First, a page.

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readme.it
Nessuna massima trovato
del 04/03/2015
Adventure
di Jack London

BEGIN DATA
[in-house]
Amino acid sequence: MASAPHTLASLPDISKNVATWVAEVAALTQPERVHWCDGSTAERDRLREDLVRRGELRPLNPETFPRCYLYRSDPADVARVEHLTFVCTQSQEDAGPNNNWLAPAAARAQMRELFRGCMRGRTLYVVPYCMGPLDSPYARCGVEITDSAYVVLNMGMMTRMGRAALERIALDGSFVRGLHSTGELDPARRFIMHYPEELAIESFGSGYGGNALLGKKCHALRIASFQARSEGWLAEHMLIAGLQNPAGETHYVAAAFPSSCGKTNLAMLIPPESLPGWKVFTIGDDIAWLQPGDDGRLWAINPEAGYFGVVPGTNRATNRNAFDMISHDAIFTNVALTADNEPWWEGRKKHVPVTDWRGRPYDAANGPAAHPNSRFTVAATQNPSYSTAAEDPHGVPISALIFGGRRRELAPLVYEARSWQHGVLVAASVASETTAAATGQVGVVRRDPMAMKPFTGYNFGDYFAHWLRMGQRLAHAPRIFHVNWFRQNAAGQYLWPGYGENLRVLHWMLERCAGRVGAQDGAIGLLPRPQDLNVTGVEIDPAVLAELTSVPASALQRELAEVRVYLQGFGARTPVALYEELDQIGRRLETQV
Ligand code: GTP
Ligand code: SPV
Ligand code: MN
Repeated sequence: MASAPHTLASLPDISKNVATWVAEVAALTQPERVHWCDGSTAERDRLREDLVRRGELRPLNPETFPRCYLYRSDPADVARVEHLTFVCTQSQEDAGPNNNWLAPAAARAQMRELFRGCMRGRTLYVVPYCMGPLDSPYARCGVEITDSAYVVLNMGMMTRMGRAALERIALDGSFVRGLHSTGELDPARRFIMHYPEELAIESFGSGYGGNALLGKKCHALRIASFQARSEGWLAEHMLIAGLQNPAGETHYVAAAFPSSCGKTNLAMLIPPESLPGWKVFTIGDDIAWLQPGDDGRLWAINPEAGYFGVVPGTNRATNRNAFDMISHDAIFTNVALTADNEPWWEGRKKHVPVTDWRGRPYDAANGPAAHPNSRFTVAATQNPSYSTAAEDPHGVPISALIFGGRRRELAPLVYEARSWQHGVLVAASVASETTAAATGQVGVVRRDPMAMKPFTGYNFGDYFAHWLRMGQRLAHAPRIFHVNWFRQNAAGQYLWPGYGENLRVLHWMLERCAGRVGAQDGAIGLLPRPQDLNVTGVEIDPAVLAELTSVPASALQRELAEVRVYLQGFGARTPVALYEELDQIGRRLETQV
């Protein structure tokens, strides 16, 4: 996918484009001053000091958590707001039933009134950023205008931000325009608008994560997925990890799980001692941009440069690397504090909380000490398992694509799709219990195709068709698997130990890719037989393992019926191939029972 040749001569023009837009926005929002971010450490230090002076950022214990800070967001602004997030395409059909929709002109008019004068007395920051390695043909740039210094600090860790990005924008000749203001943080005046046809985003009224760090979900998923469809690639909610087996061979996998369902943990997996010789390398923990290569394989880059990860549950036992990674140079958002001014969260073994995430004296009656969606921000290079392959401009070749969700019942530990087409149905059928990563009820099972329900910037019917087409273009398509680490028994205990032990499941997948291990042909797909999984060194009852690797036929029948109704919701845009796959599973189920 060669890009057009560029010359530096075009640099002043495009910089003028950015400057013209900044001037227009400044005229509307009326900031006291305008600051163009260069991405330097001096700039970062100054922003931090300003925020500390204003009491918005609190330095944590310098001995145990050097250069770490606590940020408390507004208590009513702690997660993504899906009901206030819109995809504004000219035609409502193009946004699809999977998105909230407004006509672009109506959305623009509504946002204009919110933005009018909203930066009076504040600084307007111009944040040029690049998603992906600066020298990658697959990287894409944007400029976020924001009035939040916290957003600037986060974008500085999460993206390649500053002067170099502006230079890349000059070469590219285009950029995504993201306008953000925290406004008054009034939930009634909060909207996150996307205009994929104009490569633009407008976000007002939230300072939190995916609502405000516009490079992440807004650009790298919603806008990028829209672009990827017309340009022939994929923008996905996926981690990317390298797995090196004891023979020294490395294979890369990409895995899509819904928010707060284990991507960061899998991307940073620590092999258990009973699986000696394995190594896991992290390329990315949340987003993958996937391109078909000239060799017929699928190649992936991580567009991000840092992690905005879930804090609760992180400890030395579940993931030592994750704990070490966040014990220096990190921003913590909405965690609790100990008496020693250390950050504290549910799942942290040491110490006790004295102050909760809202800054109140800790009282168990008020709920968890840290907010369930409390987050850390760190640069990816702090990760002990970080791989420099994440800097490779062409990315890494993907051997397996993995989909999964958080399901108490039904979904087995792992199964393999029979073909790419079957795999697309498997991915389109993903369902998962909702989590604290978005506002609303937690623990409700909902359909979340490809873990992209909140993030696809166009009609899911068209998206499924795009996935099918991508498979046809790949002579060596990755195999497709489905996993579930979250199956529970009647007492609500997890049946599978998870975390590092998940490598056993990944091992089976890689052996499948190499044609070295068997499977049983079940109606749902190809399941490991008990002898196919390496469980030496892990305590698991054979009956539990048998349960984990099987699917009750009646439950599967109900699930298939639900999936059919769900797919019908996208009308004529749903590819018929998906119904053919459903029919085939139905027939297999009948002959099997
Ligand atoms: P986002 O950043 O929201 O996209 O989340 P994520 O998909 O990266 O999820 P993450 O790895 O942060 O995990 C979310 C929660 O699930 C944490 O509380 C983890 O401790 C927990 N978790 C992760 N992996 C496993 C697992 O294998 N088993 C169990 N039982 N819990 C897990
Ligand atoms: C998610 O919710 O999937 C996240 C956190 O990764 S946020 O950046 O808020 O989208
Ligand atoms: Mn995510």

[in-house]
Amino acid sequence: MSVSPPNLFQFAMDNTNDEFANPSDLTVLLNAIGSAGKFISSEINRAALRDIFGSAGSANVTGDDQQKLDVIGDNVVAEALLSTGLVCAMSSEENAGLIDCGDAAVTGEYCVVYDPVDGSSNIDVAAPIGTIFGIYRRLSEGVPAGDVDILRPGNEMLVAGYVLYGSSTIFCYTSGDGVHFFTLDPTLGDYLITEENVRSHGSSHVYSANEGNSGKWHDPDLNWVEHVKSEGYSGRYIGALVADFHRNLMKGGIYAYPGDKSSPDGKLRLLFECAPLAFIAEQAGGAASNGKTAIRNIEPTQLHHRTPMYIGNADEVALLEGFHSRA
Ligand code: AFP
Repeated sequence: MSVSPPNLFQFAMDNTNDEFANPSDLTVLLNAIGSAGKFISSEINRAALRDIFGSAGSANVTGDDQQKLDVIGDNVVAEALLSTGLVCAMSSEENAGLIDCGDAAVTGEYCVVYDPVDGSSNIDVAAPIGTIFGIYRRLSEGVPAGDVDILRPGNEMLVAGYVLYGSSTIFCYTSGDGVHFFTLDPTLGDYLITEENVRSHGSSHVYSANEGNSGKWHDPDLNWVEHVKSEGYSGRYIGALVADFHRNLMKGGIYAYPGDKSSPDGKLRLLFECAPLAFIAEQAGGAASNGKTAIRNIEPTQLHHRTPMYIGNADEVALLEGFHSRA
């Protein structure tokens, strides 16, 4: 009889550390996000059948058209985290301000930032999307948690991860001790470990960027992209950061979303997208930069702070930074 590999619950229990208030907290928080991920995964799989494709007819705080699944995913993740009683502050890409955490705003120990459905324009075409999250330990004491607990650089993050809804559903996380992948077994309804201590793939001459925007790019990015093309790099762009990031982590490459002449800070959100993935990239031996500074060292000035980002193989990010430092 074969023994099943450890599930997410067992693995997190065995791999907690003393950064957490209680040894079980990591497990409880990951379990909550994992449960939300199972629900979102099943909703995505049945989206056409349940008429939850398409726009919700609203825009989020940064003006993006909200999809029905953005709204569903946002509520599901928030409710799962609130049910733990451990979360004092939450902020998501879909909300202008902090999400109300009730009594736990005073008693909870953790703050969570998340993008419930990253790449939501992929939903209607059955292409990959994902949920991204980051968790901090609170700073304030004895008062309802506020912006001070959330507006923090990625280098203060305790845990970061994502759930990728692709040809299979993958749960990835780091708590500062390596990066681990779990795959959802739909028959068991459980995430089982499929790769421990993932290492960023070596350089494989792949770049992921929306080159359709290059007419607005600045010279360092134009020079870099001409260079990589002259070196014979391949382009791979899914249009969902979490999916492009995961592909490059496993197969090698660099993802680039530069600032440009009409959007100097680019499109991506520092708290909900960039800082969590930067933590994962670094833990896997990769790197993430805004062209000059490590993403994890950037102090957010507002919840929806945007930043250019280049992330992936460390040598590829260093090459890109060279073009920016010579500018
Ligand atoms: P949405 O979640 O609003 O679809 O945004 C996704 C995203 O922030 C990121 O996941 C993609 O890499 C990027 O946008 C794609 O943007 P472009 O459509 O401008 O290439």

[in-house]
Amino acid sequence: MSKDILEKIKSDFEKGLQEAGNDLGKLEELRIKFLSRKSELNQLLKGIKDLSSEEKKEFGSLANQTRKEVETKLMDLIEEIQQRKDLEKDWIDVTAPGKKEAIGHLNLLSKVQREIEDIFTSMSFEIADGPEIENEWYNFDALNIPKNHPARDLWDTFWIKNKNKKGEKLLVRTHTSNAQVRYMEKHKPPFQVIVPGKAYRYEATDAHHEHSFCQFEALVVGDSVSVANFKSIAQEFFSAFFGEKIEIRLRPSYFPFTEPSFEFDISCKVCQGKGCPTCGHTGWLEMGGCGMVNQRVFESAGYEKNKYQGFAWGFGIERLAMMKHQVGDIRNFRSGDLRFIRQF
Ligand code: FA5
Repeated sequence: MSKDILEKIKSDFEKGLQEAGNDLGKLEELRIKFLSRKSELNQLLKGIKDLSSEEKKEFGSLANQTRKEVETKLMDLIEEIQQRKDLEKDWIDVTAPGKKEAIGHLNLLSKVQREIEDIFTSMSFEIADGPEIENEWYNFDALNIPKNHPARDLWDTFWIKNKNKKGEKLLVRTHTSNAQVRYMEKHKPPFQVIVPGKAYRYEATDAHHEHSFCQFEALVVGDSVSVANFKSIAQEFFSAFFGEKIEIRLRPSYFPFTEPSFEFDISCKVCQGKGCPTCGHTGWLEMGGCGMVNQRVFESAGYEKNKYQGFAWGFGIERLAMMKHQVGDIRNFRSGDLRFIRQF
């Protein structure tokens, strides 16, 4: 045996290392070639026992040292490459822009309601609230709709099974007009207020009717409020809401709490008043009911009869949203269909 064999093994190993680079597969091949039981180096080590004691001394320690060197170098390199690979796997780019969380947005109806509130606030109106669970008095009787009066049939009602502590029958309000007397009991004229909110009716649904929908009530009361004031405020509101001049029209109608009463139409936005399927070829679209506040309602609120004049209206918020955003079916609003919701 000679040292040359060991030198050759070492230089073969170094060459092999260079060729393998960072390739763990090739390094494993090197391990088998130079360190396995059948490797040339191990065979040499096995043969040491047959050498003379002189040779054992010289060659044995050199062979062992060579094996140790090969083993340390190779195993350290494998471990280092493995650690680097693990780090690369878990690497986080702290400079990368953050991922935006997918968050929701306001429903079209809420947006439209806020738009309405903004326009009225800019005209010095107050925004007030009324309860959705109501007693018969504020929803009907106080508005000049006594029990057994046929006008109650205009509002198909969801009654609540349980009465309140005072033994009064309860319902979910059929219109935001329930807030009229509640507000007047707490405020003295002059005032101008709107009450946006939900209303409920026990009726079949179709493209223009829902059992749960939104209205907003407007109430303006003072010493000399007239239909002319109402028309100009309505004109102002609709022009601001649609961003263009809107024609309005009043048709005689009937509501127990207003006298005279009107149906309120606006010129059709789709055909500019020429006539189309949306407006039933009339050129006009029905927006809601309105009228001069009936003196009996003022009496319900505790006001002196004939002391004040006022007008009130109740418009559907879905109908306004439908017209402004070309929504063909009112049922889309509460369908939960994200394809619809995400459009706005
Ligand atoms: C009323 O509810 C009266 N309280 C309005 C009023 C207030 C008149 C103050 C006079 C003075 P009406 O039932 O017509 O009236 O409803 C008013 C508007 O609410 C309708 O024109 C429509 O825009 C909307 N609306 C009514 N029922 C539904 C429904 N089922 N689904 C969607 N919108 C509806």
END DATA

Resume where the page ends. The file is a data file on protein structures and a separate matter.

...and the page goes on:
In the morning David Sheldon decided that he was worse. That he was appreciably weaker there was no doubt, and there were other symptoms that were unfavourable. He began his rounds looking for trouble. He wanted trouble. In full health, the strained situation would have been serious enough; but as it was, himself growing helpless, something had to be done. The blacks were getting more sullen and defiant, and the appearance of the men the previous night on his veranda--one of the gravest of offences on Berande--was ominous. Sooner or later they would get him, if he did not get them first, if he did not once again sear on their dark souls the flaming mastery of the white man. He returned to the house disappointed. No opportunity had presented itself of making an example of insolence or insubordination--such as had occurred on every other day since the sickness smote Berande. The fact that none had offended was in itself suspicious. They were growing crafty. He regretted that he had not waited the night before until the prowlers had entered. Then he might have shot one or two and given the rest a new lesson, writ in red, for them to con. It was one man against two hundred, and he was horribly afraid of his sickness overpowering him and leaving him at their mercy. He saw visions of the blacks taking charge of the plantation, looting the store, burning the buildings, and escaping to Malaita. Also, one gruesome vision he caught of his own head, sun-dried and smoke-cured, ornamenting the canoe house of a cannibal village. Either the Jessie would have to arrive, or he would have to do something. The bell had hardly rung, sending the labourers into the fields, when Sheldon had a visitor. He had had the couch taken out on the veranda, and he was lying on it when the canoes paddled in and hauled out on the beach. Forty men, armed with spears, bows and arrows, and war-clubs, gathered outside the gate of the compound, but only one entered. They knew the law of Berande, as every native knew the law of every white man's compound in all the thousand miles of the far-flung Solomons. The one man who came up the path, Sheldon recognized as Seelee, the chief of Balesuna village. The savage did not mount the steps, but stood beneath and talked to the white lord above. Seelee was more intelligent than the average of his kind, but his intelligence only emphasized the lowness of that kind. His eyes, close together and small, advertised cruelty and craftiness. A gee-string and a cartridge-belt were all the clothes he wore. The carved pearl-shell ornament that hung from nose to chin and impeded speech was purely ornamental, as were the holes in his ears mere utilities for carrying pipe and tobacco. His broken-fanged teeth were stained black by betel-nut, the juice of which he spat upon the ground. As he talked or listened, he made grimaces like a monkey. He said yes by dropping his eyelids and thrusting his chin forward. He spoke with childish arrogance strangely at variance with the subservient position he occupied beneath the veranda. He, with his many followers, was lord and master of Balesuna village. But the white man, without followers, was lord and master of Berande--ay, and on occasion, single-handed, had made himself lord and master of Balesuna village as well. Seelee did not like to remember that episode. It had occurred in the course of learning the nature of white men and of learning to abominate them. He had once been guilty of sheltering three runaways from Berande. They had given him all they possessed in return for the shelter and for promised aid in getting away to Malaita. This had given him a glimpse of a profitable future, in which his village would serve as the one depot on the underground railway between Berande and Malaita. Unfortunately, he was ignorant of the ways of white men. This particular white man educated him by arriving at his grass house in the gray of dawn. In the first moment he had felt amused. He was so perfectly safe in the midst of his village. But the next moment, and before he could cry out, a pair of handcuffs on the white man's knuckles had landed on his mouth, knocking the cry of alarm back down his throat. Also, the white man's other fist had caught him under the ear and left him without further interest in what was happening. When he came to, he found himself in the white man's whale-boat on the way to Berande. At Berande he had been treated as one of no consequence, with handcuffs on hands and feet, to say nothing of chains. When his tribe had returned the three runaways, he was given his freedom. And finally, the terrible white man had fined him and Balesuna village ten thousand cocoanuts. After that he had sheltered no more runaway Malaita men. Instead, he had gone into the business of catching them. It was safer. Besides, he was paid one case of tobacco per head. But if he ever got a chance at that white man, if he ever caught him sick or stood at his back when he stumbled and fell on a bush- trail--well, there would be a head that would fetch a price in Malaita.